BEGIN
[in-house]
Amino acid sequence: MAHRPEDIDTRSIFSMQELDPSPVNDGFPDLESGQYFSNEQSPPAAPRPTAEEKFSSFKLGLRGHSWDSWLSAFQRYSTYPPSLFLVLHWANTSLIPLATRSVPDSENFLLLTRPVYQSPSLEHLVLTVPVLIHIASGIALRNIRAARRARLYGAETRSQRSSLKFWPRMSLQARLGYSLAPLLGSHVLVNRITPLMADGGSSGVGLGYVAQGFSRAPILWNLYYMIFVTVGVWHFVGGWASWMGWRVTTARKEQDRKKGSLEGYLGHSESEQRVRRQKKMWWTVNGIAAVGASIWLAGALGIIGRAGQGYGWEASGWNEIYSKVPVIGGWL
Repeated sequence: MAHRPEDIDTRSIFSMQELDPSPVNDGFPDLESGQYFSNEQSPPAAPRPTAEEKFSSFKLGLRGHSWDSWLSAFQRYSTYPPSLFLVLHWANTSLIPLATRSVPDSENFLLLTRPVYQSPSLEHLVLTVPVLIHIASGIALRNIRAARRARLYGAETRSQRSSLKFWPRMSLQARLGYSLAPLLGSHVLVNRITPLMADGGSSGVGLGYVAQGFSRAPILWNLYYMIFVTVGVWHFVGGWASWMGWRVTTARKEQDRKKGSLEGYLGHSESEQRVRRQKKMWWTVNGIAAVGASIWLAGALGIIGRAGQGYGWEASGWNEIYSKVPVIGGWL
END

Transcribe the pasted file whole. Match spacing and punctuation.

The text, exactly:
[in-house]
Amino acid sequence: MAHRPEDIDTRSIFSMQELDPSPVNDGFPDLESGQYFSNEQSPPAAPRPTAEEKFSSFKLGLRGHSWDSWLSAFQRYSTYPPSLFLVLHWANTSLIPLATRSVPDSENFLLLTRPVYQSPSLEHLVLTVPVLIHIASGIALRNIRAARRARLYGAETRSQRSSLKFWPRMSLQARLGYSLAPLLGSHVLVNRITPLMADGGSSGVGLGYVAQGFSRAPILWNLYYMIFVTVGVWHFVGGWASWMGWRVTTARKEQDRKKGSLEGYLGHSESEQRVRRQKKMWWTVNGIAAVGASIWLAGALGIIGRAGQGYGWEASGWNEIYSKVPVIGGWL
Repeated sequence: MAHRPEDIDTRSIFSMQELDPSPVNDGFPDLESGQYFSNEQSPPAAPRPTAEEKFSSFKLGLRGHSWDSWLSAFQRYSTYPPSLFLVLHWANTSLIPLATRSVPDSENFLLLTRPVYQSPSLEHLVLTVPVLIHIASGIALRNIRAARRARLYGAETRSQRSSLKFWPRMSLQARLGYSLAPLLGSHVLVNRITPLMADGGSSGVGLGYVAQGFSRAPILWNLYYMIFVTVGVWHFVGGWASWMGWRVTTARKEQDRKKGSLEGYLGHSESEQRVRRQKKMWWTVNGIAAVGASIWLAGALGIIGRAGQGYGWEASGWNEIYSKVPVIGGWL